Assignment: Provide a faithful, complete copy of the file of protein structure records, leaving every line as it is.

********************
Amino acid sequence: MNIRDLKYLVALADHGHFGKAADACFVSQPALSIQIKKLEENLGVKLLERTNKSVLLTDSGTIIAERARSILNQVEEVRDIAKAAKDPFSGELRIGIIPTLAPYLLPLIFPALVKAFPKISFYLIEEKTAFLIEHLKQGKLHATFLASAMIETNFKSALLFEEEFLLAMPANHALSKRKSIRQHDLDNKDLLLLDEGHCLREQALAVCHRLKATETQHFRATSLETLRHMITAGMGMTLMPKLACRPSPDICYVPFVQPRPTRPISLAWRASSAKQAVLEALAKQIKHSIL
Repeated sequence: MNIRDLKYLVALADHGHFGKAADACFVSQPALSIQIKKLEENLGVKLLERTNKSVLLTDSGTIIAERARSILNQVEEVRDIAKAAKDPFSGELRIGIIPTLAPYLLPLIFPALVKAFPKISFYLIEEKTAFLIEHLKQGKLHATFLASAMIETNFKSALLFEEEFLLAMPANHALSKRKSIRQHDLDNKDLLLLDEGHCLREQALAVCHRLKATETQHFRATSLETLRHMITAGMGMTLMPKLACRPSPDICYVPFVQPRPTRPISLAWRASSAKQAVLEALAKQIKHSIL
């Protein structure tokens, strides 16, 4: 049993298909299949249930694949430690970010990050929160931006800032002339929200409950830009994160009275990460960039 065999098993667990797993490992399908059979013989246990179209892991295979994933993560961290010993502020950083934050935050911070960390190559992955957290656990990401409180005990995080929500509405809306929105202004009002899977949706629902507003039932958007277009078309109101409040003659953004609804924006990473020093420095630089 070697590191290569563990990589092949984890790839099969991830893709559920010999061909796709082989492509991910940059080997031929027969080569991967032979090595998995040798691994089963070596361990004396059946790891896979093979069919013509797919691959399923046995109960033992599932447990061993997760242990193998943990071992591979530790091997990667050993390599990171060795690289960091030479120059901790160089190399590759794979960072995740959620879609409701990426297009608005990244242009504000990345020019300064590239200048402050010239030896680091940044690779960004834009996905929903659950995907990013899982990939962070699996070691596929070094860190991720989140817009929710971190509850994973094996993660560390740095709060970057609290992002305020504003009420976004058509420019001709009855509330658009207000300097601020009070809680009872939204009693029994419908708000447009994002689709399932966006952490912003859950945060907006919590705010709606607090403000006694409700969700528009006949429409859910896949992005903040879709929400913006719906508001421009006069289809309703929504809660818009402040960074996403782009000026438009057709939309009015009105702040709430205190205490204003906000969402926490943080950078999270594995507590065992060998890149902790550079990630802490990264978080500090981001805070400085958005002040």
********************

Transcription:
Amino acid sequence: MNIRDLKYLVALADHGHFGKAADACFVSQPALSIQIKKLEENLGVKLLERTNKSVLLTDSGTIIAERARSILNQVEEVRDIAKAAKDPFSGELRIGIIPTLAPYLLPLIFPALVKAFPKISFYLIEEKTAFLIEHLKQGKLHATFLASAMIETNFKSALLFEEEFLLAMPANHALSKRKSIRQHDLDNKDLLLLDEGHCLREQALAVCHRLKATETQHFRATSLETLRHMITAGMGMTLMPKLACRPSPDICYVPFVQPRPTRPISLAWRASSAKQAVLEALAKQIKHSIL
Repeated sequence: MNIRDLKYLVALADHGHFGKAADACFVSQPALSIQIKKLEENLGVKLLERTNKSVLLTDSGTIIAERARSILNQVEEVRDIAKAAKDPFSGELRIGIIPTLAPYLLPLIFPALVKAFPKISFYLIEEKTAFLIEHLKQGKLHATFLASAMIETNFKSALLFEEEFLLAMPANHALSKRKSIRQHDLDNKDLLLLDEGHCLREQALAVCHRLKATETQHFRATSLETLRHMITAGMGMTLMPKLACRPSPDICYVPFVQPRPTRPISLAWRASSAKQAVLEALAKQIKHSIL
């Protein structure tokens, strides 16, 4: 049993298909299949249930694949430690970010990050929160931006800032002339929200409950830009994160009275990460960039 065999098993667990797993490992399908059979013989246990179209892991295979994933993560961290010993502020950083934050935050911070960390190559992955957290656990990401409180005990995080929500509405809306929105202004009002899977949706629902507003039932958007277009078309109101409040003659953004609804924006990473020093420095630089 070697590191290569563990990589092949984890790839099969991830893709559920010999061909796709082989492509991910940059080997031929027969080569991967032979090595998995040798691994089963070596361990004396059946790891896979093979069919013509797919691959399923046995109960033992599932447990061993997760242990193998943990071992591979530790091997990667050993390599990171060795690289960091030479120059901790160089190399590759794979960072995740959620879609409701990426297009608005990244242009504000990345020019300064590239200048402050010239030896680091940044690779960004834009996905929903659950995907990013899982990939962070699996070691596929070094860190991720989140817009929710971190509850994973094996993660560390740095709060970057609290992002305020504003009420976004058509420019001709009855509330658009207000300097601020009070809680009872939204009693029994419908708000447009994002689709399932966006952490912003859950945060907006919590705010709606607090403000006694409700969700528009006949429409859910896949992005903040879709929400913006719906508001421009006069289809309703929504809660818009402040960074996403782009000026438009057709939309009015009105702040709430205190205490204003906000969402926490943080950078999270594995507590065992060998890149902790550079990630802490990264978080500090981001805070400085958005002040």